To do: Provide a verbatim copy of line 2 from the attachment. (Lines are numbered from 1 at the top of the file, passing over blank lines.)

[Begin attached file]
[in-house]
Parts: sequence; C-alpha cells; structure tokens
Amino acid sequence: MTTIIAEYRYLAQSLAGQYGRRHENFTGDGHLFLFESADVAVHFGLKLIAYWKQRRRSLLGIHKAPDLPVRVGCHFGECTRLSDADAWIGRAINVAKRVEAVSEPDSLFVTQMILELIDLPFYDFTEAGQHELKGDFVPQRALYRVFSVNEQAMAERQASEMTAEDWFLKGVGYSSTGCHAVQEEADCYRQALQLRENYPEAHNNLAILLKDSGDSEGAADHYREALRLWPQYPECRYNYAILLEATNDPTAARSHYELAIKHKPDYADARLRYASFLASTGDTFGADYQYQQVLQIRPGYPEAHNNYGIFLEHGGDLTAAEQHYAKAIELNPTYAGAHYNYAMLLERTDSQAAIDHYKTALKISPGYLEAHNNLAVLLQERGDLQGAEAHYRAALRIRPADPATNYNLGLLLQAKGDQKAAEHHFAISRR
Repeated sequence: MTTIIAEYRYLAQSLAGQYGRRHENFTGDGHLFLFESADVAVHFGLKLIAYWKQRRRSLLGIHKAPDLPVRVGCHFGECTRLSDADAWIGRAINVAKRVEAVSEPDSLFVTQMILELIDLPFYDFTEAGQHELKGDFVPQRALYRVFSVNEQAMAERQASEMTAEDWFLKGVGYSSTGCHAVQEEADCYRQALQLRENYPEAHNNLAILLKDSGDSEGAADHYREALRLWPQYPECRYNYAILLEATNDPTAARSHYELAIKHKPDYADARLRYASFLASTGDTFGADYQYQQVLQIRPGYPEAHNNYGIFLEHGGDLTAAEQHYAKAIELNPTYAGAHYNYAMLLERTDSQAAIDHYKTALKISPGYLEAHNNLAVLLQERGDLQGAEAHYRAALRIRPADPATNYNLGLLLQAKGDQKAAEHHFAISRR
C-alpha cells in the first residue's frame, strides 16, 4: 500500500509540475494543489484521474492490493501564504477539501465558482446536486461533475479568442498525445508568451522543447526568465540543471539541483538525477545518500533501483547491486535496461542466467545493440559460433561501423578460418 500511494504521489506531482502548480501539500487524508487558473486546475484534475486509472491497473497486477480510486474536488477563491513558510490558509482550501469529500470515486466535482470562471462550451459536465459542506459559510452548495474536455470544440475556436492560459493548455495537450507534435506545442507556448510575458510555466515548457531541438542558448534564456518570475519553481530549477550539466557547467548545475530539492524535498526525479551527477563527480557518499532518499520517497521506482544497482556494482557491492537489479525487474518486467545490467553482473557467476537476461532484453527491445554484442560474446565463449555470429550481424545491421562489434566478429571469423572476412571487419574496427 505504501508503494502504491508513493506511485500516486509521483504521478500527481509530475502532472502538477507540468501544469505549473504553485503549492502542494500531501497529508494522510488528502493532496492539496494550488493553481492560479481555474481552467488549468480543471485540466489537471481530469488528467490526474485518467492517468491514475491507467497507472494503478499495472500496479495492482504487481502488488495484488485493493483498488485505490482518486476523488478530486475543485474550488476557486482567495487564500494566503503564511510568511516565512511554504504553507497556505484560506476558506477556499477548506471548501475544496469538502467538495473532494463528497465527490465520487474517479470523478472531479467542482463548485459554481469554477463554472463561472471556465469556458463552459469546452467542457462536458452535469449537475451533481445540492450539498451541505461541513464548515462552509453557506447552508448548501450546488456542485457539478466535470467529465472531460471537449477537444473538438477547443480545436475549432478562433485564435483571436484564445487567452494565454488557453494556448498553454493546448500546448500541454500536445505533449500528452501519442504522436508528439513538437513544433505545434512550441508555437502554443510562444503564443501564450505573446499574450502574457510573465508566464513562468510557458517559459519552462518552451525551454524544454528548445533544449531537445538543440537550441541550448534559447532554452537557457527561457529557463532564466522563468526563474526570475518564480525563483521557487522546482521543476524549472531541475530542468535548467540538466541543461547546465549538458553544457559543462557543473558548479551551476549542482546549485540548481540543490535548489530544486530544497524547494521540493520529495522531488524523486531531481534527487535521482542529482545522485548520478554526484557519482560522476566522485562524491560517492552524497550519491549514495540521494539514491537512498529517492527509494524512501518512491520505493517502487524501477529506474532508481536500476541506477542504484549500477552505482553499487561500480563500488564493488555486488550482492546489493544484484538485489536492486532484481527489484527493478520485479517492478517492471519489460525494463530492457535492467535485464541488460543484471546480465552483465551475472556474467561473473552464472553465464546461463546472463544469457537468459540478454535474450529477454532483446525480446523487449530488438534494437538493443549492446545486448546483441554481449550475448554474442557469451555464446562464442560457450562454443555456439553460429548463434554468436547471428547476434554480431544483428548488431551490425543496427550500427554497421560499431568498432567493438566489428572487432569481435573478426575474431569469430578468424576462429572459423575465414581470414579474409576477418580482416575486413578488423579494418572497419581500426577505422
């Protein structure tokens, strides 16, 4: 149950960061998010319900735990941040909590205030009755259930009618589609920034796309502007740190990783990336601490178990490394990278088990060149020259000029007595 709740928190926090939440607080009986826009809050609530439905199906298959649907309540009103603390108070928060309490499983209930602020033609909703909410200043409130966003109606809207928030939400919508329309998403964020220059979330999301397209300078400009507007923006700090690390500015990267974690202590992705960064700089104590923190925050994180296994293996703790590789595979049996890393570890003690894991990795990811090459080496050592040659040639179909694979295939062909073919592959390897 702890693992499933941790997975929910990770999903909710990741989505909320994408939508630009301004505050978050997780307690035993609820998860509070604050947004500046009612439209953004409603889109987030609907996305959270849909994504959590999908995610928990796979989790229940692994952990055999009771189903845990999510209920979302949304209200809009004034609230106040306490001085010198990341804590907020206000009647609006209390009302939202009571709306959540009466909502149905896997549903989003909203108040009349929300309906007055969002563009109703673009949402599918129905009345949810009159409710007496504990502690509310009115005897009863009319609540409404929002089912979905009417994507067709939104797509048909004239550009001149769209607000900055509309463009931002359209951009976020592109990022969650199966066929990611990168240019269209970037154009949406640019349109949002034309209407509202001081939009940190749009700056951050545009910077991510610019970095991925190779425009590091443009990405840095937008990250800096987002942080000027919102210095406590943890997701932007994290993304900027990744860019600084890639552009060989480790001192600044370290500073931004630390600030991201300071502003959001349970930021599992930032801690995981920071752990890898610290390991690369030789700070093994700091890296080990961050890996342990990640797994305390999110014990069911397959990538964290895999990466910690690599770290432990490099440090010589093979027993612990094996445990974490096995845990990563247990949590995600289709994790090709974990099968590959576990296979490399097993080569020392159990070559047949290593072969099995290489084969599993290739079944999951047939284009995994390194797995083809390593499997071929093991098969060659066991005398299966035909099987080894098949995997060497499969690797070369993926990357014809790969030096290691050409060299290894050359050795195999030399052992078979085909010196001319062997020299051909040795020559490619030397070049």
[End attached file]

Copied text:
Parts: sequence; C-alpha cells; structure tokens